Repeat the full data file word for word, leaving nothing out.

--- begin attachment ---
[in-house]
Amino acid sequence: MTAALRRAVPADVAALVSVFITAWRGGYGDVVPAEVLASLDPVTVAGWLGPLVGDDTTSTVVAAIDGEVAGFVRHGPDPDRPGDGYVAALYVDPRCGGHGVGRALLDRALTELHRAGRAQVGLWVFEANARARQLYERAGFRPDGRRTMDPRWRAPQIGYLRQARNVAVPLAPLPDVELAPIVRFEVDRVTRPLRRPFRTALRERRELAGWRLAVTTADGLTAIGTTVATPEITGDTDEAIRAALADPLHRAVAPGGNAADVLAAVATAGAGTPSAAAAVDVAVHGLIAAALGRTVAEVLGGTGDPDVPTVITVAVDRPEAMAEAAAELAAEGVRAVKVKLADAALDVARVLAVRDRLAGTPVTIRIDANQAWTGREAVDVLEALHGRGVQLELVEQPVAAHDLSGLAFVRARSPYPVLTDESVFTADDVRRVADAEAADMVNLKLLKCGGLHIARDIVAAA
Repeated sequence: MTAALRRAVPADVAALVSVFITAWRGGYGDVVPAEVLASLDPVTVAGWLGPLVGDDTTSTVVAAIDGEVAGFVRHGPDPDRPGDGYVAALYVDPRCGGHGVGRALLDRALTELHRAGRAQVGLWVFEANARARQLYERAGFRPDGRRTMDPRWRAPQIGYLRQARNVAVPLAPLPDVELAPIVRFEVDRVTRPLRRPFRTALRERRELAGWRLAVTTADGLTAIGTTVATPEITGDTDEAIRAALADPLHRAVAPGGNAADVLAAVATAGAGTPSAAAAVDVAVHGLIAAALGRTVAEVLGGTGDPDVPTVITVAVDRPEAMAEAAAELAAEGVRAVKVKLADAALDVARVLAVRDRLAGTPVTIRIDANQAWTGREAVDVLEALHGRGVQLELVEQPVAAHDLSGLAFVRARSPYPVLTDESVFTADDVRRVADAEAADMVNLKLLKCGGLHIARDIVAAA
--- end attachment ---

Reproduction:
[in-house]
Amino acid sequence: MTAALRRAVPADVAALVSVFITAWRGGYGDVVPAEVLASLDPVTVAGWLGPLVGDDTTSTVVAAIDGEVAGFVRHGPDPDRPGDGYVAALYVDPRCGGHGVGRALLDRALTELHRAGRAQVGLWVFEANARARQLYERAGFRPDGRRTMDPRWRAPQIGYLRQARNVAVPLAPLPDVELAPIVRFEVDRVTRPLRRPFRTALRERRELAGWRLAVTTADGLTAIGTTVATPEITGDTDEAIRAALADPLHRAVAPGGNAADVLAAVATAGAGTPSAAAAVDVAVHGLIAAALGRTVAEVLGGTGDPDVPTVITVAVDRPEAMAEAAAELAAEGVRAVKVKLADAALDVARVLAVRDRLAGTPVTIRIDANQAWTGREAVDVLEALHGRGVQLELVEQPVAAHDLSGLAFVRARSPYPVLTDESVFTADDVRRVADAEAADMVNLKLLKCGGLHIARDIVAAA
Repeated sequence: MTAALRRAVPADVAALVSVFITAWRGGYGDVVPAEVLASLDPVTVAGWLGPLVGDDTTSTVVAAIDGEVAGFVRHGPDPDRPGDGYVAALYVDPRCGGHGVGRALLDRALTELHRAGRAQVGLWVFEANARARQLYERAGFRPDGRRTMDPRWRAPQIGYLRQARNVAVPLAPLPDVELAPIVRFEVDRVTRPLRRPFRTALRERRELAGWRLAVTTADGLTAIGTTVATPEITGDTDEAIRAALADPLHRAVAPGGNAADVLAAVATAGAGTPSAAAAVDVAVHGLIAAALGRTVAEVLGGTGDPDVPTVITVAVDRPEAMAEAAAELAAEGVRAVKVKLADAALDVARVLAVRDRLAGTPVTIRIDANQAWTGREAVDVLEALHGRGVQLELVEQPVAAHDLSGLAFVRARSPYPVLTDESVFTADDVRRVADAEAADMVNLKLLKCGGLHIARDIVAAA